JOHN’S OPEN: Hello and welcome to U.S. Farm Report, I'm John Phipps. There is always some "slippage" shall we say between what we profess to believe and what we do, but this disconnect can really be confusing to the marketplace. One prime example is food. While consumers in surveys will loudly proclaim what they think is important in their food selection decisions, it often doesn't match up with the contents of their shopping basket. Al has one such example in the news. This is one reason why the flood of polling data may not be very helpful economic information. We seem to have less trouble saying one thing and doing another than ever before. Let's get started with the headlines and Al Pell...
BEEF PRICES: Thanks John. With cattlemen down-sizing their herds the past six months, consumers can expect to pay the price in 2012. A new report by BB&T Capital Markets says restaurants face dramatically higher beef costs next year. According to USDA, supermarket beef prices are up nearly 10% this year, and that trend is expected to continue. Analysts say they expect consumers to stick to low cost cuts, like ground beef and hamburgers.
APPLE JUICE: Also this week - the FDA says it will take a second look at arsenic levels in apple juice. This all started earlier this year when the "Dr. Oz" TV show ran an episode showing high levels of arsenic in apple juice. While the FDA was quick to denounce those results, it did explain the difference between organic and inorganic arsenic. Organic is basically harmless while inorganic can be more dangerous at high levels over a prolonged period. The FDA says it's considering setting new rules for the inorganic variety once it collects more information.
SUSTAINABLE FOOD: New research shows the menu - not ingredients - is still the driving force for picking a restaurant. A study just released by min-tell shows a big majority of consumers – 75% - pick restaurants based on menu selections. Less than 10% say they are driven to a restaurant if it features locally grown or sustainable foods.
TREES FOR TROOPS: America's Christmas tree farmers are once again helping to brighten the holiday season for men and women serving in the military. Growers are donating more than 17,000 real Christmas trees this year. It's part of the "trees for troops" program organized by the national Christmas tree association. This week trees were collected, wrapped and shipped to military bases around the globe. The trees are being delivered by Fed-Ex planes and trucks. They will reach 60 bases in 17 countries.
HEARTLAND BECK’S CHOPPERS: An Indiana seed company is celebrating its 75th anniversary in a high-powered way. Beck's Hybrids commissioned a famous motorcycle maker to come-up with two custom choppers. As Wes Mills reports, the machines are memorable on their own...but the driving message behind the bikes maybe even more telling about the company. The Beck's bikes will be on display at various farm shows in the Midwest this winter, including the national farm machinery show in Louisville. The winner of the two-wheeled bike will be announced at commodity classic next March in Nashville.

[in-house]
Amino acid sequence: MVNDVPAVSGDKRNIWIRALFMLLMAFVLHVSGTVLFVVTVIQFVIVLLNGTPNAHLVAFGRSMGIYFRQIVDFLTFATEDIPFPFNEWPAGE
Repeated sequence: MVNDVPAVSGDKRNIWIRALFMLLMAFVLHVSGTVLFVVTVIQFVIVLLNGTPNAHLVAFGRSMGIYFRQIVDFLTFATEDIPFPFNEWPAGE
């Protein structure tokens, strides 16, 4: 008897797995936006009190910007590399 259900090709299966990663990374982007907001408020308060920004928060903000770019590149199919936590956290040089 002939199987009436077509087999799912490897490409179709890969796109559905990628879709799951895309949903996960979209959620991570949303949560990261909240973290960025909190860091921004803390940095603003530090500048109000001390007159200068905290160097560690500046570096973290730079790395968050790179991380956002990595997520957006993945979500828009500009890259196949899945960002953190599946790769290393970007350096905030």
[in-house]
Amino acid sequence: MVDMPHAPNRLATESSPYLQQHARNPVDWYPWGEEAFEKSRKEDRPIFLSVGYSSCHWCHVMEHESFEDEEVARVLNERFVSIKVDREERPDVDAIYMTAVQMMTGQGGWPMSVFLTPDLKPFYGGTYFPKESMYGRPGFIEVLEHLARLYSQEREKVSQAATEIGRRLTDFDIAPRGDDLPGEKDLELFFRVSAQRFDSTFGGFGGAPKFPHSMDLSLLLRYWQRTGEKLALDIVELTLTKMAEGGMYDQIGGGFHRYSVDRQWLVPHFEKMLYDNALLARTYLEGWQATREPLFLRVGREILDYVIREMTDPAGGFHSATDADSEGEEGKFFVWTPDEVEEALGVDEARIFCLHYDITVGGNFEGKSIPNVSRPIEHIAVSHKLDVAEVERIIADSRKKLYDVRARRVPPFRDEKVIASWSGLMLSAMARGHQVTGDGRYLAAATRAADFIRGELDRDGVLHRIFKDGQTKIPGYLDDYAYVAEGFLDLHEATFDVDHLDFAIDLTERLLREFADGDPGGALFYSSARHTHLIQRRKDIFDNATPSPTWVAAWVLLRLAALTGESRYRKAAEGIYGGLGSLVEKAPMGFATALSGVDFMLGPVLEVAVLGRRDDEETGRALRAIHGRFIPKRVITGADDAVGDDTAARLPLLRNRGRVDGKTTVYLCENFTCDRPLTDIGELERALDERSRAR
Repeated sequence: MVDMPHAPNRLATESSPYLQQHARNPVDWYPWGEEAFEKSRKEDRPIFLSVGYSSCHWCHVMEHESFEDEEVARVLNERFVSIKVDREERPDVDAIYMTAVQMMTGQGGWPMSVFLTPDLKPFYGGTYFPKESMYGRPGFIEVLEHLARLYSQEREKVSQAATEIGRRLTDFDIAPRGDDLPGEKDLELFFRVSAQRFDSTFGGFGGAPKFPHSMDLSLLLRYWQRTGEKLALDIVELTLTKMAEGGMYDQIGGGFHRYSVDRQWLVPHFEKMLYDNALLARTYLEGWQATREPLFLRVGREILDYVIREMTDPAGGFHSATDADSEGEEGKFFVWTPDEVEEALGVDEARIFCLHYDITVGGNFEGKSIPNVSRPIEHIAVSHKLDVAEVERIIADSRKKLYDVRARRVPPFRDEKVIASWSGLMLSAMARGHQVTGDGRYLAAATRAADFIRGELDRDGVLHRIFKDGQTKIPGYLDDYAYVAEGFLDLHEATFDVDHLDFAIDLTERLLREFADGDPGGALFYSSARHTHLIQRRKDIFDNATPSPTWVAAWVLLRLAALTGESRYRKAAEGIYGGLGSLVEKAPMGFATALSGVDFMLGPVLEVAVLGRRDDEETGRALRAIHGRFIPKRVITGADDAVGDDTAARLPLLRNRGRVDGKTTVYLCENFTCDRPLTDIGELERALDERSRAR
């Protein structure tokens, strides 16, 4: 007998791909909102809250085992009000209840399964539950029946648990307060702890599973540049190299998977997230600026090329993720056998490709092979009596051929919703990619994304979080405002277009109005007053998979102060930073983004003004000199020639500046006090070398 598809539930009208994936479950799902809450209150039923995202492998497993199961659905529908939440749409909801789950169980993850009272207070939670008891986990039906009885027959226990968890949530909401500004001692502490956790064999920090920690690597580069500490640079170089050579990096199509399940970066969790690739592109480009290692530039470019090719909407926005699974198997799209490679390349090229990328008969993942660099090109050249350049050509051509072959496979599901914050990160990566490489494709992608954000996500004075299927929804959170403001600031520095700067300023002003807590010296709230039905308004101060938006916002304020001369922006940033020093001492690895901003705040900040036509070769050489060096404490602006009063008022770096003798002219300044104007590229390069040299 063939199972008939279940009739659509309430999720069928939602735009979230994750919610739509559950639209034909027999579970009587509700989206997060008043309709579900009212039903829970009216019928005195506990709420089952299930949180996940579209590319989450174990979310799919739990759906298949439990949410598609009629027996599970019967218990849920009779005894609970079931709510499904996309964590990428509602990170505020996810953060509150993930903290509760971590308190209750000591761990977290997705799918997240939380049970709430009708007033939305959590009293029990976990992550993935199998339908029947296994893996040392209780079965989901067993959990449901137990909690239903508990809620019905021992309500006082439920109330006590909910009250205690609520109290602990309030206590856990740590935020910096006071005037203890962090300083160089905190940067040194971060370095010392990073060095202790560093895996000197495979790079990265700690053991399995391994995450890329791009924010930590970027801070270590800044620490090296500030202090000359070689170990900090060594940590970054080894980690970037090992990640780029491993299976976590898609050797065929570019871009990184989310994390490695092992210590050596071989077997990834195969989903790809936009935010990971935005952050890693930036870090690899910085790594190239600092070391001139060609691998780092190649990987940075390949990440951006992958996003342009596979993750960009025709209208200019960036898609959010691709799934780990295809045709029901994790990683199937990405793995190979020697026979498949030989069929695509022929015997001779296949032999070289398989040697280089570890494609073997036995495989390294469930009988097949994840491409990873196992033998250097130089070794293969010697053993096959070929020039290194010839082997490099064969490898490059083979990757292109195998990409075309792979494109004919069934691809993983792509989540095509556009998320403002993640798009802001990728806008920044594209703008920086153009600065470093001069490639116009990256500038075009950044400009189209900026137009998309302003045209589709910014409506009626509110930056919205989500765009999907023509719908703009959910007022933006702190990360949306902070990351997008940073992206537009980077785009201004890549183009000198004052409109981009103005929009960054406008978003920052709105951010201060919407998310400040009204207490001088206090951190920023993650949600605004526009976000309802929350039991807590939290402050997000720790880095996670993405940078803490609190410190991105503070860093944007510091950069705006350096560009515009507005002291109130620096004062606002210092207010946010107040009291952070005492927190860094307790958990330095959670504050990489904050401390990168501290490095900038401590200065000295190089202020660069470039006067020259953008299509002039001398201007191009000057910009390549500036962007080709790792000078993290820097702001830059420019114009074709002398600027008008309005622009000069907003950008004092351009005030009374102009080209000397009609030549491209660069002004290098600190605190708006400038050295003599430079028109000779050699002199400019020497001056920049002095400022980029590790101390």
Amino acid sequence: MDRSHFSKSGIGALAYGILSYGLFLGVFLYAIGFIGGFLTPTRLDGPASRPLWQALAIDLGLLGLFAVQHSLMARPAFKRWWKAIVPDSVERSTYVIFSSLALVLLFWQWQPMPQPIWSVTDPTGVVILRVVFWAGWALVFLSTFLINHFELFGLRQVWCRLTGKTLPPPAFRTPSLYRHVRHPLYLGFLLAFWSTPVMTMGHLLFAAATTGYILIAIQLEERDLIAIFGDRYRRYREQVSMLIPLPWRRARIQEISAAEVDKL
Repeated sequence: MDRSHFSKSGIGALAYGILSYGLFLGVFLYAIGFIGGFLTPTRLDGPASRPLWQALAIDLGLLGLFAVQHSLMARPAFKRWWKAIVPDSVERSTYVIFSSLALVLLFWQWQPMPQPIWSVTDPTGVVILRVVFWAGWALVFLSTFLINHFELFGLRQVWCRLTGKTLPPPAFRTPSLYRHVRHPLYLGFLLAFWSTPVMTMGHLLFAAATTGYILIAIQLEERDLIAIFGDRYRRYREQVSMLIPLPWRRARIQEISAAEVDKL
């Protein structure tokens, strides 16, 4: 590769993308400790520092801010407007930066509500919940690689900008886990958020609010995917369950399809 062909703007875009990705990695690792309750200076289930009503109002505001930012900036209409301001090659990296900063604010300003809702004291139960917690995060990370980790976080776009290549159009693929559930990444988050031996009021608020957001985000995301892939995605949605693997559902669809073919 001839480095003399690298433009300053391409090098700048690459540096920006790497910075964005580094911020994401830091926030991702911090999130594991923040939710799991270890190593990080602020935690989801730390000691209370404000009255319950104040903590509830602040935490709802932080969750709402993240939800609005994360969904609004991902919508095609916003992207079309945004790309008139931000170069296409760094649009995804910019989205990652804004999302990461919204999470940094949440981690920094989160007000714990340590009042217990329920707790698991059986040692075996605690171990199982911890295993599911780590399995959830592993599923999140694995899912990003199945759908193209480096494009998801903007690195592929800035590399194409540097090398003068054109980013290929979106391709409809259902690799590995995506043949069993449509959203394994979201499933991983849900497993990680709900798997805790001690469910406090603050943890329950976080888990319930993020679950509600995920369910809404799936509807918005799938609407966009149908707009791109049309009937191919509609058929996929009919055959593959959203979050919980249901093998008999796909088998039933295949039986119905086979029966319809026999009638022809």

BAXTER BLACK: What does Baxter Black's mother have in common with his mechanic? He joins us now from his Arizona ranch with the answer. When we come back, it's time for tractor tales and our country church salute...please stay with us.
TRACTOR TALES: Al is back now with tractor tales...John, this week's classic iron comes to us from the land of Lincoln...built from 1956 to 1961 this Minneapolis Moline 335 was a work-horse in its day. Match that with the love of the yellow tractor, and you have a perfect fit for its owner. More than 2,500 of these tractors were built in the five years they were in production. In 1961, you would have paid about 2,500 dollars to have one on your farm.
CHURCH SALUTE: Our first country church salute goes to New Hope Lutheran Church in Adamsville, Ohio. Started in 1811, the church is located in the rolling hills of east central Ohio. This year the congregation is celebrating its bi-centennial with events through-out the year. The church is under the leadership of Pastor Mary Molnar. Congratulations to New Hope Lutheran Church for its 200 years of ministry. Our second salute goes to St. John Lutheran Church in Arlington, Iowa. The church was started in December of 1911. It started 100 years ago with 20 families. It now has nearly 200 families. According to church member Dolores Boehm, St. John is one of four churches in a "geographical parish" called One-in-Faith. The churches are served by two pastors. Congratulations to St. John Lutheran in Arlington, Iowa. As always we want to learn about your home church as well... Salutes can be sent to the address on the screen. Stay with us - the mailbag is next.
MAILBAG: Time now for our weekly look inside the farm report mailbag....My opposition to the electoral college and unproductive senate rules provoked several responses in defense of the status quo. "Just imagine a political system where simple majorities rule on every issue. Would a group of farm state legislators be able to craft a farm bill?" Joel C. Heinzeroth That's exactly what I am imagining, Joel. Many in agriculture assume they will always be a minority and wish to preserve their disproportionate clout. But what if the minority is your opposition? Until the last few years rules to protect the minority were invoked rarely, but the threat of filibuster is now routine. These rules are not in the constitution, but were made by the senate themselves. As for the electoral college, several wrote in to talk about how it protects rural interests by granting political clout to states, not just population. A few big states like California, Texas, New York, etc., could run rough-shod over smaller states. Only there is little evidence this would occur. We would see it in states like mine - Illinois - where 10 of the 12 million people live in one corner. Yet farmers flourish there without special minority rules to protect them. The greatest danger, I feel, is the growing disconnect between our government and people. The possibility of another president taking office after losing the popular vote would add unneeded fuel to that fire. As always, we want to hear from you, send comments to firstname.lastname@example.org or leave us a voice mail at 800-792-4329.